Saturday, 13 April 2013

The history of food is the history of technology

I've been doing some reading on the Biblical theology of food in preparation for some talks I'm doing this Spring/Summer. Today I came across a great quote on the history of the fork and how it was initially disparaged (in the Middle Ages) and only relatively recently (18th century) came to be widely accepted. Peter Leithart riffing of another Wilson (not Doug) writes this:
“The first true fork on historical record was a two-pronged gold one used by a Byzantine princess who married the doge of Venice in the eleventh century.  St. Peter Damian damned her for ‘excessive delicacy’ in preferring such a rarefied implement to her God-given hands.  The story of this absurd princess and her ridiculous fork was still being told in church circles two hundred years later.”  In some versions, she died as a punishment for eating with a fork (p. 191).  One wonders of Damian wasn’t more concerned about the gold than the fork. 
As late as the early 17th century, “forks were still a joke.  A 1605 book poked fun at Henri III as a “hermaphrodite” so effete that he would “never touch meat with their hands but with fork.”  Henri and his silly friends “would rather touch their mouths with their little forked instruments than with their fingers” (191-2). 
Italians alone adopted the fork early, on account of their taste for pasta.  An Englishman, Thomas Coryate, saw Italians in 1608 holding down their meat with a fork as they cut it.  He found the custom odd, but took a fork home with him and ate with it in England.  His friends Ben Jonson and John Donne teased him as a “furcifer.”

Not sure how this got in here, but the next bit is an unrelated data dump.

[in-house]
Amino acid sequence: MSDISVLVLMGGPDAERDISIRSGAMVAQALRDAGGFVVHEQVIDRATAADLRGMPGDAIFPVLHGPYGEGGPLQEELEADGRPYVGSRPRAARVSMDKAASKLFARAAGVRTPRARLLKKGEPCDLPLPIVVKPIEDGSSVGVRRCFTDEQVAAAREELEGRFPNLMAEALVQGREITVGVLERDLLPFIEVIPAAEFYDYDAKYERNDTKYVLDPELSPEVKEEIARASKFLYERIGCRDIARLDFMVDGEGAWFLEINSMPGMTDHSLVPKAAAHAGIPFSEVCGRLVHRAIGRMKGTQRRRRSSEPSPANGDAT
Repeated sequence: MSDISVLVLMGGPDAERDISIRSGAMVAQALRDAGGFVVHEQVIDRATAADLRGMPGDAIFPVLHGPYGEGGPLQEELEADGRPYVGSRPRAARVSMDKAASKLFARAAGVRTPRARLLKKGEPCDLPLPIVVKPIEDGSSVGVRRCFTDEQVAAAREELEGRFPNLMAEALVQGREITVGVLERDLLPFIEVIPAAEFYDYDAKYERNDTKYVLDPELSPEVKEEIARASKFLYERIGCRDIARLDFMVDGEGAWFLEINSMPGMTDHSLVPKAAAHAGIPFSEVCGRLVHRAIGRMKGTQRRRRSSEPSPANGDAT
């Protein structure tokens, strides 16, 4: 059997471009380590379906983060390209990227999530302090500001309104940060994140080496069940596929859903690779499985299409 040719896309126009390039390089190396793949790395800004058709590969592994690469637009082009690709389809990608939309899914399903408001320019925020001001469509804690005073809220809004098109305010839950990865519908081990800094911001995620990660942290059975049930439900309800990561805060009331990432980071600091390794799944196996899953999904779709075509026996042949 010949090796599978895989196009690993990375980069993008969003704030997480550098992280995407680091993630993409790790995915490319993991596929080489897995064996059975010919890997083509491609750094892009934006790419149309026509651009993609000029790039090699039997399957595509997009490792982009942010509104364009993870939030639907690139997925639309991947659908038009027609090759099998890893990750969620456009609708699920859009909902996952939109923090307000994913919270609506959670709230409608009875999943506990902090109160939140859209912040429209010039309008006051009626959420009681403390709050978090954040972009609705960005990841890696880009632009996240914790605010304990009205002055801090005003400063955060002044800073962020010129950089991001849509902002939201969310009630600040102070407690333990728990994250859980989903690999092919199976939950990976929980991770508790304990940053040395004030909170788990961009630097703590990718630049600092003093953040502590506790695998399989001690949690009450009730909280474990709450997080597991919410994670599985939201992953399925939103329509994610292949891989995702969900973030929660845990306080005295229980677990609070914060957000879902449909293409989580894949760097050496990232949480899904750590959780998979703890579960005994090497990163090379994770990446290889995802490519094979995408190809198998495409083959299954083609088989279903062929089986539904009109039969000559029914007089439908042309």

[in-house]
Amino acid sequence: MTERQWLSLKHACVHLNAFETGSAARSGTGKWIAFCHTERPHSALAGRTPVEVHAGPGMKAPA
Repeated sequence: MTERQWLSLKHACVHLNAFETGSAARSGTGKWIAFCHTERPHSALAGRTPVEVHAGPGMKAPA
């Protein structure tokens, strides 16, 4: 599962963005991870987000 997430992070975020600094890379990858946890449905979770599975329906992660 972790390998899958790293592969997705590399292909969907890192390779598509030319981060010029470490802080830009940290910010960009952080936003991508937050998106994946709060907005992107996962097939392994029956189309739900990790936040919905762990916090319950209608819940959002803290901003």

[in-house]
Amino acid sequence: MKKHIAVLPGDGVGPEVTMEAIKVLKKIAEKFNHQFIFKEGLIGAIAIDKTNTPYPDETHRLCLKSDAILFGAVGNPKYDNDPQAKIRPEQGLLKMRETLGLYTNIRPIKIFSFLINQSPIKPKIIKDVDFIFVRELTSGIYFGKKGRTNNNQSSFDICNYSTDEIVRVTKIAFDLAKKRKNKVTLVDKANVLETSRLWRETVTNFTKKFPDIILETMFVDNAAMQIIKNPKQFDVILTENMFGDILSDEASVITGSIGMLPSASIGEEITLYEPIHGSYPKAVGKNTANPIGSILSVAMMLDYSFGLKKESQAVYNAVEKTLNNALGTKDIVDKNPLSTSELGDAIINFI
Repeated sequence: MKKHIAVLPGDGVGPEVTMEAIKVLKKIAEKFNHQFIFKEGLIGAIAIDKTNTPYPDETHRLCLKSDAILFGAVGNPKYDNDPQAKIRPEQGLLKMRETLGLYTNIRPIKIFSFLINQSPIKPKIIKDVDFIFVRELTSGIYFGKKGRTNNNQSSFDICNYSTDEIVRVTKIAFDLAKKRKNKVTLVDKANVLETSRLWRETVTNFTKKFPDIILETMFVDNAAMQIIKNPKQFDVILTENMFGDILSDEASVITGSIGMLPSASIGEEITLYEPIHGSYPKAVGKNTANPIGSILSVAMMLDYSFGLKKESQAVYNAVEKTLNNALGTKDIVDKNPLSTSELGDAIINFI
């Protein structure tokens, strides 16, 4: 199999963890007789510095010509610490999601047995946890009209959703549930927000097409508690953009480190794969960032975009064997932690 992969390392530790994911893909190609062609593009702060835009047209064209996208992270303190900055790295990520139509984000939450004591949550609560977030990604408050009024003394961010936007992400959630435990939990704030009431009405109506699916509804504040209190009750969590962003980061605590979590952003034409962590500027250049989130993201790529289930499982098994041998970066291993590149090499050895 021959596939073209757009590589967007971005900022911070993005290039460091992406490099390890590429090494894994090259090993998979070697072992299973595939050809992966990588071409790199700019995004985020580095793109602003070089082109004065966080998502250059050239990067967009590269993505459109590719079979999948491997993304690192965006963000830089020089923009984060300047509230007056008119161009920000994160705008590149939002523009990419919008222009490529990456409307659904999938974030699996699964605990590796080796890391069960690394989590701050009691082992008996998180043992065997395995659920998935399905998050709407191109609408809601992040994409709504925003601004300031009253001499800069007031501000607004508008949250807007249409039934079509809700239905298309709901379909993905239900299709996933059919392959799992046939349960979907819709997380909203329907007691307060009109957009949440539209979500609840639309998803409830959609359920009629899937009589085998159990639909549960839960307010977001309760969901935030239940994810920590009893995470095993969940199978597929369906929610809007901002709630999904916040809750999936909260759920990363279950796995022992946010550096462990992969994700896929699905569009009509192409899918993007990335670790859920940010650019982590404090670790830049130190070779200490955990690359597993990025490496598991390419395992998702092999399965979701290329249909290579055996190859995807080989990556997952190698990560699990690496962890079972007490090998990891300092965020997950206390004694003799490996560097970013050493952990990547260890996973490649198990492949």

Over the following century, the fork took off.  Coryate had the last laugh.  By 1700, they were common throughout Europe.  Cromwell used a fork and after the Restoration, eating with fork rather than fingers became the acceptable, refined, civilized way to eat.  At the same time, plates began to replace bowls.  Good thing, since it’s hard to use a fork and knife in a bowl (193). 
Marx recognized the revolutionary impact of cutlery: “The hunger gratified by cooked meat eaten with a knife and fork is a different hunger from that which bolts down raw meat with the aid of hand, nail, and tooth” (195).
To read the full thing and to see the blog's heading in context go here

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